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Master of Environmental Science and Management: Master's Group Project

Integrating Climate Adaptation Strategies into Local Collaborative Forest Management in Northern Colorado

Mountain with blue sky and yellowing trees and grass in front of it in Colorado.

Group Members: Olivia (Liv) Hemond, Steven Mitchell, Maxwell Pepperdine, Nicole Rosen, Izzy Sofio

Faculty Advisors: Joan Dudney

Client: The Nature Conservancy




Healthy forests are the backbone of life in Colorado, providing clean water, recreation, and economic opportunities, as well as clean air. Colorado’s forests face many stressors amplified by climate change, including intensifying and persistent drought, severe wildfires, pest and disease outbreaks, earlier snowmelt, and invasive species, all of which threaten forests and the communities who rely on them. Our study area, the Upper South Platte Watershed (the Watershed), exemplifies the services provided by forests, the threats forests experience under climate change, and the relationship between forests and local communities.

Many scientists and researchers are working to understand how climate change affects forests by studying its impacts and developing resources to guide climate adaptation. These resources include everything from datasets and technical models to decision-making frameworks. They aim to provide forest managers with critical information to use when making management decisions and developing long-term climate adaptation strategies. The trouble, however, is the sheer number of resources and the lack of clear guidance surrounding what to use in which situations. There’s an abundance of tools, models, frameworks, and other resources that provide recommendations surrounding climate adaptation, but it can be difficult to evaluate the quality and applicability of all this information. Furthermore, there is often a disconnect between the research questions posed by scientists and the needs of land managers, which can make it challenging to integrate the latest science into projects on the ground. And finally, there is a need to not only consider climate adaptation from an ecological perspective but also for how it impacts nearby and downstream communities. Management decisions need to better consider the distribution of benefits and burdens associated with forest climate adaptation solutions.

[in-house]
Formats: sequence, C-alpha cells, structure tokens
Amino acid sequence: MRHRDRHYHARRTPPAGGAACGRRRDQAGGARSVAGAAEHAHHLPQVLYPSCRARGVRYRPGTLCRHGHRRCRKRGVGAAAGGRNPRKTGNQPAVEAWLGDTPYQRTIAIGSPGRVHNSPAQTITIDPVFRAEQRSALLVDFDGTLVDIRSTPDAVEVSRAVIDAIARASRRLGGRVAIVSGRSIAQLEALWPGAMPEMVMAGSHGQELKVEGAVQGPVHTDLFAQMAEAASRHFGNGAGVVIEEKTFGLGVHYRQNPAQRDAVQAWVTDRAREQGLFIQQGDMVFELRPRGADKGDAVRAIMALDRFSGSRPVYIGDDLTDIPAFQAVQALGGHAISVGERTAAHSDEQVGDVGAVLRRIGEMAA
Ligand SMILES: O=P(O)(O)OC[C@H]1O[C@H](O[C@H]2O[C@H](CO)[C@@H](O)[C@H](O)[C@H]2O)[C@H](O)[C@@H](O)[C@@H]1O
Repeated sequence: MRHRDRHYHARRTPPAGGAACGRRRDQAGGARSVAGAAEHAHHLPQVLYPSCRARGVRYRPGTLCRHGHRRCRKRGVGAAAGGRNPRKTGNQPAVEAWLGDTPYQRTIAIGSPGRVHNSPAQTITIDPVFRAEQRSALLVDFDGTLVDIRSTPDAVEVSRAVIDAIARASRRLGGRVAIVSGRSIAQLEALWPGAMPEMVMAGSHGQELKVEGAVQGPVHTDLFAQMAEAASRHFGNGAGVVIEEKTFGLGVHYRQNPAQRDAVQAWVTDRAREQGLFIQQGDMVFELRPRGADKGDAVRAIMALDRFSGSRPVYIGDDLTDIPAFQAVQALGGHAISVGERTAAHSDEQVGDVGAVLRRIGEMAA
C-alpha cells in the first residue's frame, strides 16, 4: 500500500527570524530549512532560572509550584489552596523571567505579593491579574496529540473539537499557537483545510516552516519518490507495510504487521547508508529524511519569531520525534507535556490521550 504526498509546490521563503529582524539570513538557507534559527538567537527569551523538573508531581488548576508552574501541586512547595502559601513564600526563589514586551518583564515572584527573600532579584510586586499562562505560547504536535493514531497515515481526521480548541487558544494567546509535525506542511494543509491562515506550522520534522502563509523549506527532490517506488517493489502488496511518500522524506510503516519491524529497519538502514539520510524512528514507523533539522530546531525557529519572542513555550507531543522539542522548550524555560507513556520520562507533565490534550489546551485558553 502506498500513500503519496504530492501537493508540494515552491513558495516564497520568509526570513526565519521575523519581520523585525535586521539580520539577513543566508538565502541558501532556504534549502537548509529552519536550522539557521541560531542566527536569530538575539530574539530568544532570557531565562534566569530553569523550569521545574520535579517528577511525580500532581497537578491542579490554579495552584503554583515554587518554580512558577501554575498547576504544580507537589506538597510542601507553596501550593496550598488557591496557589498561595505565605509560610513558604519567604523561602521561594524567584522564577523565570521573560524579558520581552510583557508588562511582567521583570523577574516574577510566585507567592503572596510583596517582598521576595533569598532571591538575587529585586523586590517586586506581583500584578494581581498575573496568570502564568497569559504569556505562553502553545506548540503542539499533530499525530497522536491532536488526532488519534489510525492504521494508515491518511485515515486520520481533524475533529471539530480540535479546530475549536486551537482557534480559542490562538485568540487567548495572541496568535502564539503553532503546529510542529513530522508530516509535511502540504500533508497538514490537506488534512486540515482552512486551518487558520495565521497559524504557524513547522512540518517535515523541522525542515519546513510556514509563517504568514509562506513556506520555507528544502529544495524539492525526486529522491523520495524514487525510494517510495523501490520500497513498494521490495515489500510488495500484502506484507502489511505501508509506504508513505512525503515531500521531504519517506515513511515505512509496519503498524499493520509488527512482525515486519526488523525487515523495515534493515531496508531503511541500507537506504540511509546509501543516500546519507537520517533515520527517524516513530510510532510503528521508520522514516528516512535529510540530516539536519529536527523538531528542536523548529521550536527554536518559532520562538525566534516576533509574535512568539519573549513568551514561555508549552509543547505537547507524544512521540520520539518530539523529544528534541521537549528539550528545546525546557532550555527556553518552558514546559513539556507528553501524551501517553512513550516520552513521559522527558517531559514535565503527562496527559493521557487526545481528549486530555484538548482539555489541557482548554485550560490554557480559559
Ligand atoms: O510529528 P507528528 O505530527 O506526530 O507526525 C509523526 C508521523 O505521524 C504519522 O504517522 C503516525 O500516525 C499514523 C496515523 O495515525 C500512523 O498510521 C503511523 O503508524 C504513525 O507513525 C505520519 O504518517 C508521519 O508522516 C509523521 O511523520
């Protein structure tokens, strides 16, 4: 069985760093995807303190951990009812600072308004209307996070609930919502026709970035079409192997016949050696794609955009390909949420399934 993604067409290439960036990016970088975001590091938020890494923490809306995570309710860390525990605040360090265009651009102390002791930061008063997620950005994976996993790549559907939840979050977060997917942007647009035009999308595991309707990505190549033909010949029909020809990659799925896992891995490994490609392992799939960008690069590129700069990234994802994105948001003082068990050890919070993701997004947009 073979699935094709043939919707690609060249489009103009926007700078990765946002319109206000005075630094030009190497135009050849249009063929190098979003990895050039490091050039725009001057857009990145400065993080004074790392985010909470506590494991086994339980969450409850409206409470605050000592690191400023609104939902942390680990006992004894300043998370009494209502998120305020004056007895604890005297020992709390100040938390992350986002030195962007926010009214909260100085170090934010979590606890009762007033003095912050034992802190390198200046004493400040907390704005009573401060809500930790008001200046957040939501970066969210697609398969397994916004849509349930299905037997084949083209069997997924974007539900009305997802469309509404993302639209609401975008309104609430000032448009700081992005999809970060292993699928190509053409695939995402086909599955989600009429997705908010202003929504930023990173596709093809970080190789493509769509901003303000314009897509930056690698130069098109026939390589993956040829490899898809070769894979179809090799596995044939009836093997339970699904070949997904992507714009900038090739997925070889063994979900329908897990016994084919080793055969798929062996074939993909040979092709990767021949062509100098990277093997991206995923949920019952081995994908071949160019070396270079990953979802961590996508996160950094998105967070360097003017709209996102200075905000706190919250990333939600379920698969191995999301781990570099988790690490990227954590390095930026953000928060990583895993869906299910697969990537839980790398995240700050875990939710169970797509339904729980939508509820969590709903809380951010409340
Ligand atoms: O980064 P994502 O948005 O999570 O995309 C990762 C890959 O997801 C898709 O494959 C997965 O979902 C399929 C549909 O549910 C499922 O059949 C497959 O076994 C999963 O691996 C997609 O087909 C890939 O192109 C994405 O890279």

In response to these challenges, this project will analyze existing forest adaptation climate tools to identify which are most suitable for dry forests and other relevant ecosystem types (e.g., riparian and wetland areas) in the Watershed. Additionally, this project will investigate mechanisms for how the distribution of the benefits and burdens associated with management actions impacts communities nearby and downstream. To complement our analysis, we will develop recommendations for local managers who are members of the Upper South Platte Partnership (USPP), a local forest management group, to provide an example of how climate adaptation resources and environmental justice can be implemented in a local setting. These recommendations will identify the most relevant climate adaptation resources and frameworks, model how management actions and climate change may shape the future of the forest, and support the integration of climate adaptation resources that also consider nearby and downstream communities.

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